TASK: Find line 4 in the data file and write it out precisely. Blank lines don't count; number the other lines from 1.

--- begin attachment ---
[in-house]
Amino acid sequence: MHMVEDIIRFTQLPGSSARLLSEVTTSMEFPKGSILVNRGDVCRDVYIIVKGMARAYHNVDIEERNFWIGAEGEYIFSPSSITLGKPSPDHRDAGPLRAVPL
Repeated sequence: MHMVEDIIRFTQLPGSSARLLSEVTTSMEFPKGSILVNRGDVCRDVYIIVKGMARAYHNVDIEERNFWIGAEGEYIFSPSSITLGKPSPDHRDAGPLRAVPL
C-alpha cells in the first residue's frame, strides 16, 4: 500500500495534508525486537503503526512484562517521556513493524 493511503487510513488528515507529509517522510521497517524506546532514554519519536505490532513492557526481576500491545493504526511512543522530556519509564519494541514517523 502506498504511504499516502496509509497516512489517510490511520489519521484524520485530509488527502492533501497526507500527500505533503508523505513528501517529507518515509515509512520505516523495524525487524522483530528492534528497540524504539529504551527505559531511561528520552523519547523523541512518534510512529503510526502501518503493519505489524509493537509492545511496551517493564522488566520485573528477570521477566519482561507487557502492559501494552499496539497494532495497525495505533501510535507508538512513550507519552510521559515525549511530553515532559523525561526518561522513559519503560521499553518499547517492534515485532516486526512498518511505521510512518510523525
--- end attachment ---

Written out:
C-alpha cells in the first residue's frame, strides 16, 4: 500500500495534508525486537503503526512484562517521556513493524 493511503487510513488528515507529509517522510521497517524506546532514554519519536505490532513492557526481576500491545493504526511512543522530556519509564519494541514517523 502506498504511504499516502496509509497516512489517510490511520489519521484524520485530509488527502492533501497526507500527500505533503508523505513528501517529507518515509515509512520505516523495524525487524522483530528492534528497540524504539529504551527505559531511561528520552523519547523523541512518534510512529503510526502501518503493519505489524509493537509492545511496551517493564522488566520485573528477570521477566519482561507487557502492559501494552499496539497494532495497525495505533501510535507508538512513550507519552510521559515525549511530553515532559523525561526518561522513559519503560521499553518499547517492534515485532516486526512498518511505521510512518510523525